Library doesn't budge in latest union negotiations
Daniel Boone Regional Library and its union failed to reach any resolution during Tuesday’s contract bargaining session.
Discussions began on Oct. 3, when Daniel Boone Regional Library Workers United presented an initial 44-page proposal to its management.
On Nov. 29, an agreement was reached on a side letter that increased wages and the library’s health insurance contributions. This came three weeks after the library’s unannounced change in health insurance plans for its employees. Both parties signed the agreement on Tuesday, and it will go into effect Jan. 1.
Tuesday’s meeting covered union communications, dispute resolution and the scope of the bargaining unit.
DBRL management wants prior approval before union members post something on the library’s bulletin board, a rule that would not apply to the rest of the library staff.
Anti-strike language in the contract was a contentious topic during negotiations, particularly in defining what constitutes a strike. The union’s proposal said — in general terms — that they would not engage in a strike. However, the library’s counterproposal included additional terms like sympathy strikes and other forms of protest, expanding the scope of punishable actions.
Executive Director Margaret Conroy voiced concerns about the possibility of a “work slowdown” in place of a strike, and management’s proposal included language to make sure that wouldn’t be allowed.
A “work slowdown,” when employees deliberately do less work in protest, has happened at the library before, about 30 years ago. The library used to require circulation department members to ask for a bathroom pass to use the bathroom, and the slowdown happened when workers protested the policy.
Management’s proposal also mentioned that if the union engages in such unauthorized activities, library leadership would notify the Columbia Daily Tribune and Fulton Sun.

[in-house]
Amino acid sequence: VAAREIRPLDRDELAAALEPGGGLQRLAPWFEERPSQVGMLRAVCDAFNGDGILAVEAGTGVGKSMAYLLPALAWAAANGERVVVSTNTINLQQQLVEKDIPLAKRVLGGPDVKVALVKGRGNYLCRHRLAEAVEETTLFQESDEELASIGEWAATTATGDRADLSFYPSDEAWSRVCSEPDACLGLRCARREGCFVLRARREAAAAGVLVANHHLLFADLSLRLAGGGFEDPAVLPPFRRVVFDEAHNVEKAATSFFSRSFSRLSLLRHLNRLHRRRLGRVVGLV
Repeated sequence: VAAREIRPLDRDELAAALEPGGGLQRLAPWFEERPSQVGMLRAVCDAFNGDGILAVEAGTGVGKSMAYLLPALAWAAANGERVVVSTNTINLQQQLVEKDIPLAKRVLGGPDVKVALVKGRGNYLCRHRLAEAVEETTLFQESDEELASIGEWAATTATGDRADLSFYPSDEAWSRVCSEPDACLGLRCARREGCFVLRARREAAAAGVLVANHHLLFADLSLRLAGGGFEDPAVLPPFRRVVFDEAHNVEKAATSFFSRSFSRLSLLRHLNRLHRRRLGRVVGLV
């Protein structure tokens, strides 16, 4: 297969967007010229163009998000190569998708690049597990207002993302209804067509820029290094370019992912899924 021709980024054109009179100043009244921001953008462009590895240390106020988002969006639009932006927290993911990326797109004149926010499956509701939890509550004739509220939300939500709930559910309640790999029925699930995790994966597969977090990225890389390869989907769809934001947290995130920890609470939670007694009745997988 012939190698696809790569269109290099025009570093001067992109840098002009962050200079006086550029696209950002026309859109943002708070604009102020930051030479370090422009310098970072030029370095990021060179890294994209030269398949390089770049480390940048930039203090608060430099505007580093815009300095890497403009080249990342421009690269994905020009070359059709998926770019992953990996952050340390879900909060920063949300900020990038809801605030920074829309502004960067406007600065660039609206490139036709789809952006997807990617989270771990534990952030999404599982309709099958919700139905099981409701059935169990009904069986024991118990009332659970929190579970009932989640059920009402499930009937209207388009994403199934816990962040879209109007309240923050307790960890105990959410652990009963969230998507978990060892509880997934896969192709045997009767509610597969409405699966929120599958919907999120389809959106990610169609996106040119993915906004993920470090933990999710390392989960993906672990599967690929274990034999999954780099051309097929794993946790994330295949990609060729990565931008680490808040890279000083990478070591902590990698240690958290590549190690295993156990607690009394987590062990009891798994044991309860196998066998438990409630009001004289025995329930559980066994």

These counterproposals from library administration have not been well-received by union members.
“It feels like attempts to restrict our voice,” Dakota Hommes, executive board member of the union said.
The union feels that it has been proactive in progressing negotiations but is not receiving the same from the other side.
“We’ve been trying to create and establish language that gives way to a productive working relationship between the union and the library, and they are not necessarily interested in that,” Jane Billinger, chief negotiator for the union, said. “They want to maintain some level of control.”
Multiple times during the meeting, library administration asserted that certain counterproposals were their final stances, as far as they are willing to go.
“It doesn’t feel like they’re listening to us,” Billinger said.
The timeline for a final contract agreement is still unclear. Biweekly meetings have been scheduled through the end of May, and it is the union’s goal to come to an agreement as soon as possible.
Daniel Boone Regional Library Workers United, the first library union in the state, formed after a 101-55 employee vote in May. The push to unionize began in February amid staff turnover and COVID-19 concerns when almost 50 workers signed a letter announcing intent to form the union, which now represents between 165 and 170 library employees.
The next session is scheduled for noon on Jan. 10 at the Columbia Public Library.